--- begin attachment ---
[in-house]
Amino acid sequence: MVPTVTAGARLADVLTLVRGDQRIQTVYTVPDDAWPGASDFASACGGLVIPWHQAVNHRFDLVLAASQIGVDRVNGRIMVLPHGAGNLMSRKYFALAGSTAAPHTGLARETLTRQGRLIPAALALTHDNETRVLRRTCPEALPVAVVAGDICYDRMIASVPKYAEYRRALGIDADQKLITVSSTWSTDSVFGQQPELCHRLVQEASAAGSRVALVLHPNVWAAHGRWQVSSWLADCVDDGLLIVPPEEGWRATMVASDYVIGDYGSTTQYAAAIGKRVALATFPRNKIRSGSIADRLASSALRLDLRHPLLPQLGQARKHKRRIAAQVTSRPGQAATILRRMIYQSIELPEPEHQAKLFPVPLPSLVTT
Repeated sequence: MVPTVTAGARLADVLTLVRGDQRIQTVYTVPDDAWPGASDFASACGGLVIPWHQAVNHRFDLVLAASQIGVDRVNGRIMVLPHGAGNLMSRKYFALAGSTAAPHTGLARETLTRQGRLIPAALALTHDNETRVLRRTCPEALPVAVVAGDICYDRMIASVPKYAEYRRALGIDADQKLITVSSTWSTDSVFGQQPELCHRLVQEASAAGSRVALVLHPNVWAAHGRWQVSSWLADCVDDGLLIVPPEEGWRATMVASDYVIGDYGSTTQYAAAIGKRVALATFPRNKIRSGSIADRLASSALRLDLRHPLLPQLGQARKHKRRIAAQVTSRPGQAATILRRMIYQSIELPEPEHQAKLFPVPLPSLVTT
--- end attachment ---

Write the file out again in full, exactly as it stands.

[in-house]
Amino acid sequence: MVPTVTAGARLADVLTLVRGDQRIQTVYTVPDDAWPGASDFASACGGLVIPWHQAVNHRFDLVLAASQIGVDRVNGRIMVLPHGAGNLMSRKYFALAGSTAAPHTGLARETLTRQGRLIPAALALTHDNETRVLRRTCPEALPVAVVAGDICYDRMIASVPKYAEYRRALGIDADQKLITVSSTWSTDSVFGQQPELCHRLVQEASAAGSRVALVLHPNVWAAHGRWQVSSWLADCVDDGLLIVPPEEGWRATMVASDYVIGDYGSTTQYAAAIGKRVALATFPRNKIRSGSIADRLASSALRLDLRHPLLPQLGQARKHKRRIAAQVTSRPGQAATILRRMIYQSIELPEPEHQAKLFPVPLPSLVTT
Repeated sequence: MVPTVTAGARLADVLTLVRGDQRIQTVYTVPDDAWPGASDFASACGGLVIPWHQAVNHRFDLVLAASQIGVDRVNGRIMVLPHGAGNLMSRKYFALAGSTAAPHTGLARETLTRQGRLIPAALALTHDNETRVLRRTCPEALPVAVVAGDICYDRMIASVPKYAEYRRALGIDADQKLITVSSTWSTDSVFGQQPELCHRLVQEASAAGSRVALVLHPNVWAAHGRWQVSSWLADCVDDGLLIVPPEEGWRATMVASDYVIGDYGSTTQYAAAIGKRVALATFPRNKIRSGSIADRLASSALRLDLRHPLLPQLGQARKHKRRIAAQVTSRPGQAATILRRMIYQSIELPEPEHQAKLFPVPLPSLVTT